Well, that's all folks!

Teaching with Technology, 

Sunday, October 23, 2011

School Week 7: ScreenCasts, SmartNotes and Code, oh my!

This week AP Computer Science started Chapter 4 on the static java.lang.Math class. We spent most of the week in AP Calculus BC talking about Newton's Method and programming the TI-89 Graphing Calculator. PreCalculus was studying Real and Complex Zeros of Polynomial Functions with all Real Coefficients. Computer Math is still investigating Python Functions with and without parameters, with and without return statements. Calculus Research Lab spent all week on Lab 2.13 regarding Limits.

APCS Chapter 4 Exercise 3

APCS Chapter 4 Exercise 8

APCS Chapter 4 Exercise 10

BC Calc Unit 405 Newton's Method

BC Calc Unit 406 Programming TI-89 Quadratic Formula 

BC Calc Unit 407 Programming TI-89 Newton's Method 

preCalc ScreenCast 402 Real Roots

preCalc ScreenCast 403 Complex Zeros

Computer Math 302 Variables

Computer Math 304 Functions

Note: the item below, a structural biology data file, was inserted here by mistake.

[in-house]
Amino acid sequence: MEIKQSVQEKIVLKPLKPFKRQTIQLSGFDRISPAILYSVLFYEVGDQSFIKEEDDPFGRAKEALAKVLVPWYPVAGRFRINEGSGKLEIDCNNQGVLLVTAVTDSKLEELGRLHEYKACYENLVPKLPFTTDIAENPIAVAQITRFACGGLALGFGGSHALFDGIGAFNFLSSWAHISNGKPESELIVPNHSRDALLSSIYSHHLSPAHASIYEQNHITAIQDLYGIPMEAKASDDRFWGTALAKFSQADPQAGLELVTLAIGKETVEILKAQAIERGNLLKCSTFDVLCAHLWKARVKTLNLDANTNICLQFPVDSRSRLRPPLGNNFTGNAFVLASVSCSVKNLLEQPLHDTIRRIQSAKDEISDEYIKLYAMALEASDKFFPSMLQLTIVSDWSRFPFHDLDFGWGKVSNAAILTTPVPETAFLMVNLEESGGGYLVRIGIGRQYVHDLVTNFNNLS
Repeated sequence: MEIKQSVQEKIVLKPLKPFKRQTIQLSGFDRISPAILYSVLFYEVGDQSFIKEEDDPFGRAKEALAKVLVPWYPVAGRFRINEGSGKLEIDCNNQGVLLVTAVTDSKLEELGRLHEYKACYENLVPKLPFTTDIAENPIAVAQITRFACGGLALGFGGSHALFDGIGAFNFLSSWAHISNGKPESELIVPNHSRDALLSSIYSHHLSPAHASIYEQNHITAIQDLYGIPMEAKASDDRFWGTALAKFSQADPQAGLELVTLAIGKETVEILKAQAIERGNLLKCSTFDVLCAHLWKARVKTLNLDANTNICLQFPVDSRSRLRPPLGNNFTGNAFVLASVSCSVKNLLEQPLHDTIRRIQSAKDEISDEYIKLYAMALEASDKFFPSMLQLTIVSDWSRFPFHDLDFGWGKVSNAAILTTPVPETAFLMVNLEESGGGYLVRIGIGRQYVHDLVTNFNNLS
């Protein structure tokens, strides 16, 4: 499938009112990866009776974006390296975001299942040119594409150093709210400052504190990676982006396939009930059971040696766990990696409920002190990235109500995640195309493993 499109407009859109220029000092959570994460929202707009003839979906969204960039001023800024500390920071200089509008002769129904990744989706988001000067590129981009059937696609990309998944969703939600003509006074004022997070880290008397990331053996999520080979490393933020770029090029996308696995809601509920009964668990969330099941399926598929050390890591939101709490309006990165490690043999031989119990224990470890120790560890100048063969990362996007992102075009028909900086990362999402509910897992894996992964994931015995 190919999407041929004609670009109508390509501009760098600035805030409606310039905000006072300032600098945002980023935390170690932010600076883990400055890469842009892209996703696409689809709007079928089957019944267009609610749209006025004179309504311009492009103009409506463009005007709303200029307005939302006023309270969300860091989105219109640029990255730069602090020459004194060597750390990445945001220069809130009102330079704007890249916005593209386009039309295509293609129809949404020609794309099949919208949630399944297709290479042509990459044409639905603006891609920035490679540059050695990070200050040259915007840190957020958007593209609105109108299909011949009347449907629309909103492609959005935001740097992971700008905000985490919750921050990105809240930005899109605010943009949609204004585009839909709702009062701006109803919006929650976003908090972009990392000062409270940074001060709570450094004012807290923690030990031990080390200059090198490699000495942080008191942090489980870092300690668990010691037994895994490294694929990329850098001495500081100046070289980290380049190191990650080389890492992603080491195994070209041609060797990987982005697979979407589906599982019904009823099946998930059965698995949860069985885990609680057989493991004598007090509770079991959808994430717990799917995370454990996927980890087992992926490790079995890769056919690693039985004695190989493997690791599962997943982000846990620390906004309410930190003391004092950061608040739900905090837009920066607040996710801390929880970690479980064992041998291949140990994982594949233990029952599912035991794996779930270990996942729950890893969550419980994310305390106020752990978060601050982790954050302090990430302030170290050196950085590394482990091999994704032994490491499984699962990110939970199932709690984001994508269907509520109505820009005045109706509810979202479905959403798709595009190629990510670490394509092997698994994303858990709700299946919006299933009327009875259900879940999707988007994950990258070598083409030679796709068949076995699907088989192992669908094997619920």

HTH, I hope you enjoyed this week's materials!

Learning with Technology, 

Saturday, October 22, 2011

Move over YouTube Wednesday! Here comes Ted Tuesday!

I am known for my YouTube Wednesdays at school. I like to break up the monotony once a week with a short video from YouTube at least remotely related to what we are learning at the time. There are many educational and funny videos on YouTube that lend themselves to this treatment. Its great when such a  video sparks a discussion in class! 

This year, for the first time, I have a class that meets every other day. Calculus Research Lab misses out on YouTube Wednesdays when they meet on Tuesdays. So, I started showing videos. Ted videos are very informative and engaging and are by professionals in their fields talking about their research. I have only shown a few (see below) related to technology or science. The last Ted video below is linked from YouTube as there was no share button.

The very last video listed below is not actually a Ted video. This video is from which has similar posts. IgniteShow also airs videos on BBC TV.

Teaching with Technology, 

Sunday, October 16, 2011

School Week 6: ScreenCasts, SmartNotes and Code, oh my!